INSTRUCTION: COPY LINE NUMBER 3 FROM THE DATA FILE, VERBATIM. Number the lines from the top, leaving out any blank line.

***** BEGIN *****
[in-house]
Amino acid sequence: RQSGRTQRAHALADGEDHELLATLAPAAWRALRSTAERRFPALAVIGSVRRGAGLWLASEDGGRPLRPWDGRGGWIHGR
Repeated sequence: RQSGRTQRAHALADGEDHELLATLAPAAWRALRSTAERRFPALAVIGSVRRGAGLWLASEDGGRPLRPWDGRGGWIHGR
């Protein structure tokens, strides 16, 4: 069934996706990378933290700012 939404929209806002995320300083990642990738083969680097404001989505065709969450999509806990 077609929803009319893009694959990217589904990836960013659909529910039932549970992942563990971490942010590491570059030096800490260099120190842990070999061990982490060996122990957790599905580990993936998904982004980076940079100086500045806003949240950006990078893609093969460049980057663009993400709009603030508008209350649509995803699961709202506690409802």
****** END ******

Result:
Repeated sequence: RQSGRTQRAHALADGEDHELLATLAPAAWRALRSTAERRFPALAVIGSVRRGAGLWLASEDGGRPLRPWDGRGGWIHGR